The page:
We still read, write and discuss wars and atrocities of the past. It is constantly said that the ghastly horrors of The Holocaust should never be allowed to happen again. We think that we’ve made progress and we’ve moved on. There are historical novels detailing civil wars, world wars, unspeakable acts perpetrated by countries against others, individuals against their own nations, extremist religious groups against innocent fellow countrymen, random acts of cruelty and subjugation. Movies are made-sometimes heroic, sometimes merely grisly.

Getting towards the later part of life leads to a lot of reflection, which can be irritating for younger generations but is inevitable. They’ll be doing it, too when the time comes.

I remember how horrified and frightened my mother was at the end of her life by the news that an Australian nurse working in Saudi Arabia had received the punitive sentence of some extreme number of lashes. It was more than twenty years ago. Supposing she were around today to learn that dozens of children and teenagers have had their lives and the lives of their families destroyed by a random, pointless deed?

I also remember that Offspring 2 was at uni in London during the events of the July 2007 tube and bus bombings. I was at work on that day and only discovered during a coffee break that the atrocity had occurred. I remember the feeling of terror and foreboding as I tried to reach her by phone and the powerful waves of relief as I finally heard her voice. She’d missed the events by an eyelash, returning to fetch forgotten keys and then attempting to catch a later train. She was stranded but alive. It seemed all that mattered then.

How easy it is to say, ‘We will not be cowed. We will not be threatened and forced to change how we live!’ These are the words of those untouched by the violence and loss.

But the lives of those whose children or parents are lost or maimed have been changed for ever.

There is less of my life in front than behind now. My concerns are more for those generations below mine; with how their lives will pan out and a part of me wants to know how it will be for them in the future. Looking at history in terms of human nature I think it unlikely that there will ever be true ‘peace on Earth’. More probable is the likelihood that climate change will have escalated and usurped human nature in terms of threats.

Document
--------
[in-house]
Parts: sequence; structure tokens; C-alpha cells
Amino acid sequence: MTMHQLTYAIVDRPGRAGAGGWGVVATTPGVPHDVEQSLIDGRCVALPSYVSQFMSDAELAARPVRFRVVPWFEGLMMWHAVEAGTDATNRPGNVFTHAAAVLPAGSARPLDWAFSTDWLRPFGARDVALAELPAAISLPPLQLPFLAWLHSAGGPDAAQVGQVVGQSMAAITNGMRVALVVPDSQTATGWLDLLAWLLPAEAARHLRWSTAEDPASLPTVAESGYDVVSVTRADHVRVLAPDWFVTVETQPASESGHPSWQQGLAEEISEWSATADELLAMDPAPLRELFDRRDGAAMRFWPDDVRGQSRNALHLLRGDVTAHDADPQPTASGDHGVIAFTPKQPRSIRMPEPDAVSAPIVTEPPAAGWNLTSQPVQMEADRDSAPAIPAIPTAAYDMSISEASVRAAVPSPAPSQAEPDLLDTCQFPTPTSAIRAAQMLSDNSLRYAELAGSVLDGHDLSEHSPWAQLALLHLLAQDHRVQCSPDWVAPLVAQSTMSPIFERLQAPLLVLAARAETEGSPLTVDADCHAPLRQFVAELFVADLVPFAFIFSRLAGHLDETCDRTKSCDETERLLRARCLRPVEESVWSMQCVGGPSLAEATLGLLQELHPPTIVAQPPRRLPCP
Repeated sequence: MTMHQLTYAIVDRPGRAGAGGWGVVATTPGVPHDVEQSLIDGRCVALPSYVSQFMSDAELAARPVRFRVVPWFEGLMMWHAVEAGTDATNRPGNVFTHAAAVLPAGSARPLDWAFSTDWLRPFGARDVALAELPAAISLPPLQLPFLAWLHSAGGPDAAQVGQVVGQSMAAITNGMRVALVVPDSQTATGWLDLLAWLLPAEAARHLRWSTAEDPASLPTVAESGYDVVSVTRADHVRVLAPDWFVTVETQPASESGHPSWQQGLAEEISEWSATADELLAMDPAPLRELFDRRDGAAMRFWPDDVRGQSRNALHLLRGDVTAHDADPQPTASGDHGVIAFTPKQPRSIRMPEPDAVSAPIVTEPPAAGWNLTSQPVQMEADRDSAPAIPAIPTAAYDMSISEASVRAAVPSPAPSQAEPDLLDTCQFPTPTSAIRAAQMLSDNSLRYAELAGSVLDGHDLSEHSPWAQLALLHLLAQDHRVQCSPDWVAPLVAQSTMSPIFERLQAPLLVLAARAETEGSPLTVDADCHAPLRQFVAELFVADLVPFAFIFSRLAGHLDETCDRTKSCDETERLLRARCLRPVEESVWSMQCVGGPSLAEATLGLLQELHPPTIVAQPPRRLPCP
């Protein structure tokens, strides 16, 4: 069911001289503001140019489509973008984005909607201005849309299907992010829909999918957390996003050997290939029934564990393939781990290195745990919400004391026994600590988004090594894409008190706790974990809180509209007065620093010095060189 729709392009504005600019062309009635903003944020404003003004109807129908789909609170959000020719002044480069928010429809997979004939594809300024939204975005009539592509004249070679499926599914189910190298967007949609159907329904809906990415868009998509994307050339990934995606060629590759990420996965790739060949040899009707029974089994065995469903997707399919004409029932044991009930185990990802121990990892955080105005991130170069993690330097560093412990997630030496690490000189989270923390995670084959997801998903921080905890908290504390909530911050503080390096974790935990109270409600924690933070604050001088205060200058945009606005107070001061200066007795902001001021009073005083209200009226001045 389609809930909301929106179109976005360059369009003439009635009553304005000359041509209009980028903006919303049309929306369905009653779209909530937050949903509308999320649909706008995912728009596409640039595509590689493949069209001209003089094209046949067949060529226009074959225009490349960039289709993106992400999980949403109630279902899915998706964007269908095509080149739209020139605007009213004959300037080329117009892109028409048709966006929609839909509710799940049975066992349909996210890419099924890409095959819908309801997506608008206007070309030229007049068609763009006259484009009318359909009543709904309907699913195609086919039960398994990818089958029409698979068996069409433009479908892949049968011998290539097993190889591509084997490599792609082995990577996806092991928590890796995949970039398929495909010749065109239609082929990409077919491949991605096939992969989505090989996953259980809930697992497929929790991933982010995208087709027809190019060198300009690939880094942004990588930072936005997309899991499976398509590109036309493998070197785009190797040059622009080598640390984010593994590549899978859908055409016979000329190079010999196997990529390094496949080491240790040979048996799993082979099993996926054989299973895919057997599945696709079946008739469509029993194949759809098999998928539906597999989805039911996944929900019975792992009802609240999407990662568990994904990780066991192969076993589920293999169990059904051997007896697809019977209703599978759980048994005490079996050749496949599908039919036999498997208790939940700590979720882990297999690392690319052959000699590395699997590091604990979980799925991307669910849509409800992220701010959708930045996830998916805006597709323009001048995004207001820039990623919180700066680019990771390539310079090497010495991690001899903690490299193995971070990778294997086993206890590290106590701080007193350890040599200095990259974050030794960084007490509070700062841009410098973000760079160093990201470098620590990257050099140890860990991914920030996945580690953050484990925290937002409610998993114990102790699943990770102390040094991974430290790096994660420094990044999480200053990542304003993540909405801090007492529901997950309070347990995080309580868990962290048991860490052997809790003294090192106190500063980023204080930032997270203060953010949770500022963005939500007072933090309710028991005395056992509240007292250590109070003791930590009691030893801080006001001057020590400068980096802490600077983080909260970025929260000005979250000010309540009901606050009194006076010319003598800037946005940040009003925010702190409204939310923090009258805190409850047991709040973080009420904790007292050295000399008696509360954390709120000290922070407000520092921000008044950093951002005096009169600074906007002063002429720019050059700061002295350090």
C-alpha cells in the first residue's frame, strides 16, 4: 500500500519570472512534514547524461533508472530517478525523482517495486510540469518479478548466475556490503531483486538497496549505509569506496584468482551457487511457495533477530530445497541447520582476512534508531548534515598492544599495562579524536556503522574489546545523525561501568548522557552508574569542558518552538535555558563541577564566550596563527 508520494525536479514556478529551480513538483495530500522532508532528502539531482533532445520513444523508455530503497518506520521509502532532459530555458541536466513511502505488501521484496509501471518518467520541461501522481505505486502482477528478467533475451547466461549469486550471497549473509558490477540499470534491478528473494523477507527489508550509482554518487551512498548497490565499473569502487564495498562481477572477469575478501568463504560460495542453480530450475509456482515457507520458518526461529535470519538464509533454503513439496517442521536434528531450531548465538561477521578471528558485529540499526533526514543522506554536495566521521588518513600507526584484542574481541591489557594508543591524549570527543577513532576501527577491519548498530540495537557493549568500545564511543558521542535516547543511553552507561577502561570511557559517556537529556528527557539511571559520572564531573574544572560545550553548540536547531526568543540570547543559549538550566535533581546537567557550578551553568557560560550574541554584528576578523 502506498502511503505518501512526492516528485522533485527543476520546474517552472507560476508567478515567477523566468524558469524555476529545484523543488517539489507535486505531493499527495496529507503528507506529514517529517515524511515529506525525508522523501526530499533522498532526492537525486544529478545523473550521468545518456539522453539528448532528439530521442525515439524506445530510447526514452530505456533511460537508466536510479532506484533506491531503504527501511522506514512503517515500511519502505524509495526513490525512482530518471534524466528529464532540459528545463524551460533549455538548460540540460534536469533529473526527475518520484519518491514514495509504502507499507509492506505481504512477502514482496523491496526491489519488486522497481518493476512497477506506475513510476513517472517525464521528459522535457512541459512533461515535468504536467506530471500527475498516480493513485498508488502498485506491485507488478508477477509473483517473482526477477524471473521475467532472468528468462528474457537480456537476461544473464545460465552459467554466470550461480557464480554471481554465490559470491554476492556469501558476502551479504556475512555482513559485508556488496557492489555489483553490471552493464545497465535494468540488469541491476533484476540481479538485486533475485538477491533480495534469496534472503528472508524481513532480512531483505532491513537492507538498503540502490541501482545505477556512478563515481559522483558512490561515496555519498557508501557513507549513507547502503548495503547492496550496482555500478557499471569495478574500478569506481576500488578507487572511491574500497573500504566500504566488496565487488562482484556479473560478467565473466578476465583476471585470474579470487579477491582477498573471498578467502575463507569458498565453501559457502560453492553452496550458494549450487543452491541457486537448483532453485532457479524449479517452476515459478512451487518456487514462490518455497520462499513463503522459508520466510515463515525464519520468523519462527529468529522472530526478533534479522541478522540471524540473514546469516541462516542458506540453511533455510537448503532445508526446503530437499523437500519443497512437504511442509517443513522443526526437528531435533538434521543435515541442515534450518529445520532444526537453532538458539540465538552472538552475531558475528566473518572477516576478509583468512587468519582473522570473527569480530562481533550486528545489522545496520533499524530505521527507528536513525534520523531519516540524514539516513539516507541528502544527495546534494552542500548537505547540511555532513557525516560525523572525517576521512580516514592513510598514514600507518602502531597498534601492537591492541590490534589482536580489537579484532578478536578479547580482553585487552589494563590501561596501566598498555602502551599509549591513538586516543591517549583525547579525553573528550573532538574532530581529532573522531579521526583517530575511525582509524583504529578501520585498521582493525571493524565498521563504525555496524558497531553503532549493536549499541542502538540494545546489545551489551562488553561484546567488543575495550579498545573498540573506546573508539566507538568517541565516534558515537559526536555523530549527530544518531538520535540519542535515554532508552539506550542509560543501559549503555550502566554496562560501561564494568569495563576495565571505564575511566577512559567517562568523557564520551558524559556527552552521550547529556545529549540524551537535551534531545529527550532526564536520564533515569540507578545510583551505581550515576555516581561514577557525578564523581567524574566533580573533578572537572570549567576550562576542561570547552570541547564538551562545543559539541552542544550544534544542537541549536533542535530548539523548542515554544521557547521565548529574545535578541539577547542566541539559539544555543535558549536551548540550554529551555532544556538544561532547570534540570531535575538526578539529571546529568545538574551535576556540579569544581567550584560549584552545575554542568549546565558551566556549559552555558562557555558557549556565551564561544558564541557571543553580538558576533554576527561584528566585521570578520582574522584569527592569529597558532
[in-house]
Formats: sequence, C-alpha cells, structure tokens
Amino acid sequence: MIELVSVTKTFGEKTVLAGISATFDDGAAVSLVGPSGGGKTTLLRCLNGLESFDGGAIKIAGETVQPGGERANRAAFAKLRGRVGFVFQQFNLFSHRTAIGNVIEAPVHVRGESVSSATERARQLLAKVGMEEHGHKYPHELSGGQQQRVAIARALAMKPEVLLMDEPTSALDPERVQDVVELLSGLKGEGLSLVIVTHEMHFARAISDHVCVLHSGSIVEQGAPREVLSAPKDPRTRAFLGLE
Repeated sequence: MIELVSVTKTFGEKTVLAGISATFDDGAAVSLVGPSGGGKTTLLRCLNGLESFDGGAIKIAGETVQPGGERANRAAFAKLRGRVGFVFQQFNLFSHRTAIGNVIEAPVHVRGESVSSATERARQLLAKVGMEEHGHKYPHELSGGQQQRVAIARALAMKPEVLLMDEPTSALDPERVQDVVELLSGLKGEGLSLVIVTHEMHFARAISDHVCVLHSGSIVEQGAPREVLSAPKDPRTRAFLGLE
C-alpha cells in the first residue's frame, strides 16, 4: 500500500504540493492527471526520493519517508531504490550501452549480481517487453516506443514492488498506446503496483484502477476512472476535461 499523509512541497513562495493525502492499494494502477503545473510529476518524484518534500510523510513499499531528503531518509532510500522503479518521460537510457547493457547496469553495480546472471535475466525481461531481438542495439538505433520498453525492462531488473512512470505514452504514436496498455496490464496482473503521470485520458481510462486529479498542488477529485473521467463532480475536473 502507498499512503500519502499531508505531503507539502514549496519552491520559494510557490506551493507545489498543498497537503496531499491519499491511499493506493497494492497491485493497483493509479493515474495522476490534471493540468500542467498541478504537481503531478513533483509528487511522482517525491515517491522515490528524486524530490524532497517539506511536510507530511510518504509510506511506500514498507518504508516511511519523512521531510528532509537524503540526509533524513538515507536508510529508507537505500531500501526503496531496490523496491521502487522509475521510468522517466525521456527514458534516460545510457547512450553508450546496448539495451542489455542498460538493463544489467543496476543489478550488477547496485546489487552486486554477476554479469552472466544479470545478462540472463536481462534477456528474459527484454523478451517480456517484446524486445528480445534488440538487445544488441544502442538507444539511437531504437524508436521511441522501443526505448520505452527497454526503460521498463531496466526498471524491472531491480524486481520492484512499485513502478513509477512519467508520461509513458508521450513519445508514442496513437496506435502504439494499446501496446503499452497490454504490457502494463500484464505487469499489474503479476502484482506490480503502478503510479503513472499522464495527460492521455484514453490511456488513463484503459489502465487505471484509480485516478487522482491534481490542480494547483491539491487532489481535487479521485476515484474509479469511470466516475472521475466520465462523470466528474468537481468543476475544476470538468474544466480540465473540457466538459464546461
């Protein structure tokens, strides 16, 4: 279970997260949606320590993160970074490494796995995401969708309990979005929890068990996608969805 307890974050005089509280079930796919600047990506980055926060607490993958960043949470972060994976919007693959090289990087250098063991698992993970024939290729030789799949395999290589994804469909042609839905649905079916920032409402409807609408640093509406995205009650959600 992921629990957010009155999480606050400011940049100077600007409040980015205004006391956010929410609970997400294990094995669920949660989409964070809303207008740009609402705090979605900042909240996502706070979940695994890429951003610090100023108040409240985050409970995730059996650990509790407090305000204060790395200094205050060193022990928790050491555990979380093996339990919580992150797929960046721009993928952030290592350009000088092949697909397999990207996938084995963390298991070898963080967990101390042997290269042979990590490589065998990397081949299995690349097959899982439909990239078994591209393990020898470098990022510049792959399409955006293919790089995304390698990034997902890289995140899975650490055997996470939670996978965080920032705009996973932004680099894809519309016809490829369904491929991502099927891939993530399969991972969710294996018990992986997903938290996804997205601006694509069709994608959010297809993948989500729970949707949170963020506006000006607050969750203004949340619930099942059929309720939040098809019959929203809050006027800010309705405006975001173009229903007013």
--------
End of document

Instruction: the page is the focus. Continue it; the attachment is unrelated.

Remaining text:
But what will be learned in history? Because the world seems incapable of learning anything from history so far…

 

Thoughts in the Aftermath…

We are in one of those grim periods following an Islamic terrorist related incident, when the news is laden with endless analysis, eye witness interviews, past incidents of a similar nature recalled and the same, frightening, inevitable images relayed repeatedly on our screens.

Will our children and grandchildren and their descendants ever know a time without threats, suspicion, random acts of violence and hate?

Those of us who were born in the fifties, in the aftermath of the Second World War experienced childhoods of peace but relative austerity. There wasn’t a great deal to go around. In the countryside where I grew up our parents cultivated gardens, kept hens, made things last. We were not hungry or deprived, neither were we unhappy. As children we knew nothing of the hardship, terror and atrocity that the war had created, perhaps because of the resolve our parents had to look forward and put all the horror of war behind them.

The random acts of terrorism that democratic countries are experiencing in our times cannot be compared to those wars. A war in the old-fashioned sense would have a conclusion, however many years it lasted. The Jihadist incursions into Syria and Iraq are on the run as they are routed from their strongholds and this can only mean relief and freedom for the oppressed people they have bullied for so long. But the success of the armies fighting them in these far away, Middle Eastern countries does not mean that the extremists will have disappeared or can somehow filter back into conventional, peaceful, happy life. Because whatever it is that is eating away at them will not go away.

I don’t believe that the perpetrator of the Westminster attack was a normal, balanced human being. While IS may have claimed the incident as a successful strike by one of their ‘soldiers’ this man was no more than a dysfunctional, disaffected petty criminal, whose life had been one of disappointment and disillusion. Such spiritually impoverished people are easily deceived into believing in some kind of cause, however distorted and hate-ridden it may be and can turn to extremism as a release for their built-up frustrations.